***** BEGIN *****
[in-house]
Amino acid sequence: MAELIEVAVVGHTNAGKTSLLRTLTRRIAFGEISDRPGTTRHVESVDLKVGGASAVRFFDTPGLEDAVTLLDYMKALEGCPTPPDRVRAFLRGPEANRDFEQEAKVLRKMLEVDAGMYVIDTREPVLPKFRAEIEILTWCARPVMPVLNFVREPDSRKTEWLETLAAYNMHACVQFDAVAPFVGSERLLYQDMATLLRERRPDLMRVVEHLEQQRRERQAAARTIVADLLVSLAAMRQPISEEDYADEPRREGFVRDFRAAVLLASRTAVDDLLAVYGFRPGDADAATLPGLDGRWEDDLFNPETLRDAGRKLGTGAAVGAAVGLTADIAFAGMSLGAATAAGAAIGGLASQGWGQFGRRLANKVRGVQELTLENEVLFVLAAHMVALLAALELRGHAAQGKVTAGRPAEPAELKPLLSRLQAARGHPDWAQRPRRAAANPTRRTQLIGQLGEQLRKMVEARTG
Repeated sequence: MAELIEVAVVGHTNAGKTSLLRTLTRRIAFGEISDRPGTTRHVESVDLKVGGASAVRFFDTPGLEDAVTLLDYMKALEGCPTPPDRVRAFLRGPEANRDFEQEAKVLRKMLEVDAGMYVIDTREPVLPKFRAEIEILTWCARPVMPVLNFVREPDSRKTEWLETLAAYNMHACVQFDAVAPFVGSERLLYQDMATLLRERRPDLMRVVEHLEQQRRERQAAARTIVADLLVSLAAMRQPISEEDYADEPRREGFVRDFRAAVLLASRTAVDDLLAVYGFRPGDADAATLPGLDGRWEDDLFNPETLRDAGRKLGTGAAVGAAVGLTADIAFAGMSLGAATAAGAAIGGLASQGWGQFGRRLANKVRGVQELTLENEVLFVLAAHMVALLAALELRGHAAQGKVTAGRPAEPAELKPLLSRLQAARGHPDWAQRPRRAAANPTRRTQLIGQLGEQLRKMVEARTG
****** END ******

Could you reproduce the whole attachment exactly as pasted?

[in-house]
Amino acid sequence: MAELIEVAVVGHTNAGKTSLLRTLTRRIAFGEISDRPGTTRHVESVDLKVGGASAVRFFDTPGLEDAVTLLDYMKALEGCPTPPDRVRAFLRGPEANRDFEQEAKVLRKMLEVDAGMYVIDTREPVLPKFRAEIEILTWCARPVMPVLNFVREPDSRKTEWLETLAAYNMHACVQFDAVAPFVGSERLLYQDMATLLRERRPDLMRVVEHLEQQRRERQAAARTIVADLLVSLAAMRQPISEEDYADEPRREGFVRDFRAAVLLASRTAVDDLLAVYGFRPGDADAATLPGLDGRWEDDLFNPETLRDAGRKLGTGAAVGAAVGLTADIAFAGMSLGAATAAGAAIGGLASQGWGQFGRRLANKVRGVQELTLENEVLFVLAAHMVALLAALELRGHAAQGKVTAGRPAEPAELKPLLSRLQAARGHPDWAQRPRRAAANPTRRTQLIGQLGEQLRKMVEARTG
Repeated sequence: MAELIEVAVVGHTNAGKTSLLRTLTRRIAFGEISDRPGTTRHVESVDLKVGGASAVRFFDTPGLEDAVTLLDYMKALEGCPTPPDRVRAFLRGPEANRDFEQEAKVLRKMLEVDAGMYVIDTREPVLPKFRAEIEILTWCARPVMPVLNFVREPDSRKTEWLETLAAYNMHACVQFDAVAPFVGSERLLYQDMATLLRERRPDLMRVVEHLEQQRRERQAAARTIVADLLVSLAAMRQPISEEDYADEPRREGFVRDFRAAVLLASRTAVDDLLAVYGFRPGDADAATLPGLDGRWEDDLFNPETLRDAGRKLGTGAAVGAAVGLTADIAFAGMSLGAATAAGAAIGGLASQGWGQFGRRLANKVRGVQELTLENEVLFVLAAHMVALLAALELRGHAAQGKVTAGRPAEPAELKPLLSRLQAARGHPDWAQRPRRAAANPTRRTQLIGQLGEQLRKMVEARTG